Jeff Williams: No, what I do I care? I just go to a football game and just walk around and gather everybody's credit card numbers.

Samy Kamkar: Yeah, yeah. And so for credit card numbers there is some encryption that is on there, but the nicest thing about that is that because there are so many of these point-of-systems that actually are able to do the decryption, the decryption happens on the point-the-sale system and then is authorized. So you can actually just a buy a point-of-sale system from one of these companies and they were these small USB-based point-of-sale system, not much larger than a credit card, you can probably buy it for $50 to $100 brand new, you could probably get it cheaper used, and, again, connect that to something like a Rasberry Pi computer, have it in your pocket, and, like you said, walk around a ballgame.

Jeff Williams: Amazing. So are there any defenses against that? What should people do? I don't get the sense that people are outraged about this.

Samy Kamkar: People aren't outraged because I don't think enough people know about it. It's not that big. A lot of the work that I did was many years ago and hasn't been demonstrated recently. I think a nice, fun public demonstration might in order soon to see how easy it is, how trivial it is. And, again, once people understand how easy it is and, partially, that's using getting that software away. Right? Making it, just like you said, with Firesheep. Sort of allowing anyone to download something and be able to do this sort of malicious thing really puts onus on everyone to sort of jump and down and say, "Okay, we can't have this. Like this is unacceptable. We need to change the system immediately."

Jeff Williams: It's been years since you've been banned from touching computers. So, actually, tell me a little bit about that. We're coming up on the 10-year anniversary of the "Samy Worm". It's the first self-propagating XSS worm and I'm wondering, from your perspective, it's been 10 years. Why do you think XSS is still so prevalent in software development?

Samy Kamkar: Oh, man, that's a really good question. I'd say, for one, it's probably the easiest error to make. Taking input from the user is one of biggest things, besides actually displaying content, is pretty much the second largest thing I'd assume, that you're doing on website and actually sanitizing them, to put it properly, sometimes it can be a challenge. There are frameworks that exist that help and there are systems that look for these types of attacks. I'd say that security is just typically not the primary focus of companies or businesses when they're building products. I can understand that driving product is their first priority. And it's sort of like any of the, let's say, interesting projects that I work on, most people don't really know what happens until you show them in a big way.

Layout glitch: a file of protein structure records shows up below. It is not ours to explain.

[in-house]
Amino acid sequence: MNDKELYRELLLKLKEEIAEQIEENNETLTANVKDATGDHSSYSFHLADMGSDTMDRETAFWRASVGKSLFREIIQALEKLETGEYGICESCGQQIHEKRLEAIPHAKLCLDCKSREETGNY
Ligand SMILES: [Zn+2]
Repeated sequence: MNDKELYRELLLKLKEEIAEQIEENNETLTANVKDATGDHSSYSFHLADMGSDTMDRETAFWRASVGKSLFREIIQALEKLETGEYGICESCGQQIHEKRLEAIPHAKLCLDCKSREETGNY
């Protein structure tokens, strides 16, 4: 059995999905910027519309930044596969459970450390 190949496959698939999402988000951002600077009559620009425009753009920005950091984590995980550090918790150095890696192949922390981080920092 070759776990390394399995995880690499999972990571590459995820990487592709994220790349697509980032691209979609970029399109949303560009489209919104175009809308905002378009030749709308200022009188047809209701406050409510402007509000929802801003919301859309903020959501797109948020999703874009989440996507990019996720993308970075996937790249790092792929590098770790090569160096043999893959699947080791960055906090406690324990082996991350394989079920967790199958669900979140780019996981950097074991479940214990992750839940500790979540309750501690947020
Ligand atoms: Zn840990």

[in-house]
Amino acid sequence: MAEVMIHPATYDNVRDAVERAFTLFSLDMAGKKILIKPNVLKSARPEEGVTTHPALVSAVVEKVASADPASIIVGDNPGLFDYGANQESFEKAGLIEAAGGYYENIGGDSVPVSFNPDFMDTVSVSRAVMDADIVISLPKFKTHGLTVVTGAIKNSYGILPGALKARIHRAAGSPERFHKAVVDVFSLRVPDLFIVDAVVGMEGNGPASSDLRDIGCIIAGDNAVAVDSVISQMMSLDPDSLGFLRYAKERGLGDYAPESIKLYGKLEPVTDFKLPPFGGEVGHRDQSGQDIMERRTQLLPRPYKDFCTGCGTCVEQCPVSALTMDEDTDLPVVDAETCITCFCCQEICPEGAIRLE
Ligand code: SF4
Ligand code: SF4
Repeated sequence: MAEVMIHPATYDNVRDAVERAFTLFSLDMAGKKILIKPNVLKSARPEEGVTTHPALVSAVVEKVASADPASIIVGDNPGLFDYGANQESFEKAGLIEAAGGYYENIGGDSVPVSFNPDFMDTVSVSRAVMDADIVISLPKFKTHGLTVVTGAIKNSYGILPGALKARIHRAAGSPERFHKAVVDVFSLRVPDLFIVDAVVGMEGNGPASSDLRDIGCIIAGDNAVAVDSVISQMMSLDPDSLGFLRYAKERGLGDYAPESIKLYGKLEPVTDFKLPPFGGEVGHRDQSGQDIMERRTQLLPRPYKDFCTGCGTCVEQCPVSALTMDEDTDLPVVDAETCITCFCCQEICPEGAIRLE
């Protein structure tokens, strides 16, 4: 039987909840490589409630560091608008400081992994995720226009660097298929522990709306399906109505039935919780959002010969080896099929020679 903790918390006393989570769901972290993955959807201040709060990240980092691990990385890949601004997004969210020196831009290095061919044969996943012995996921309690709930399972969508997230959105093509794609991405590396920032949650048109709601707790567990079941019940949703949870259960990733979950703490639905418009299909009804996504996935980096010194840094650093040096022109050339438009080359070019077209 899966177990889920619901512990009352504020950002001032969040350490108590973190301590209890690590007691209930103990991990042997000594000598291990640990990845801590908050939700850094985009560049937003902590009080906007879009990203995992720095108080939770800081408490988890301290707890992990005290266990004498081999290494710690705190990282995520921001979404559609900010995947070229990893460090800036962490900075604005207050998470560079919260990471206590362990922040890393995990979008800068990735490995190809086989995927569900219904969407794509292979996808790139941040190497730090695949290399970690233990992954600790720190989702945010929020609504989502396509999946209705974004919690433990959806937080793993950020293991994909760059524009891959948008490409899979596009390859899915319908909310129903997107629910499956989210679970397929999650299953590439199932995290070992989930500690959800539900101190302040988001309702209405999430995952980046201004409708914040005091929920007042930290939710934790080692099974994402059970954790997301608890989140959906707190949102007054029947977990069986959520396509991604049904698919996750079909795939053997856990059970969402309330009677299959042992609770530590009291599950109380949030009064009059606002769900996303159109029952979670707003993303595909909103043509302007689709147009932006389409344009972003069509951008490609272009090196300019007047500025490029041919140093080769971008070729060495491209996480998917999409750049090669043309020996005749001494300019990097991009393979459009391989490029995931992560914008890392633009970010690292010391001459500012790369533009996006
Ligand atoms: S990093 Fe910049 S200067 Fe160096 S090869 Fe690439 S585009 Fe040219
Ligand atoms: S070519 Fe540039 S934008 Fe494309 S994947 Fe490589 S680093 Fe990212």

Jeff Williams: Stopping XSS is still really tricky. You've got to really understand the context that you're writing that data out into. And you can follow the framework all you want, but there's always going to be those corner cases when you need to put some untrusted data into a chunk of JavaScript or something and you just don't escape it right.

Samy Kamkar: Right.

To hear the entire interview, learn more about the creation of SkyJack, and Samy's thoughts on software development and security in an era where so many organizations are moving towards agile and dev ops processes, please download the complete interview from iTunes.

Photo By Jock Fistick

Jeff Williams, Co-Founder, Chief Technology Officer

Jeff Williams, Co-Founder, Chief Technology Officer

Jeff brings more than 20 years of security leadership experience as co-founder and Chief Technology Officer of Contrast. Previously, Jeff was co-founder and CEO of Aspect Security, a successful and innovative application security consulting company acquired by Ernst & Young. Jeff is also a founder and major contributor to OWASP, where he served as the Chair of the OWASP Board for 8 years.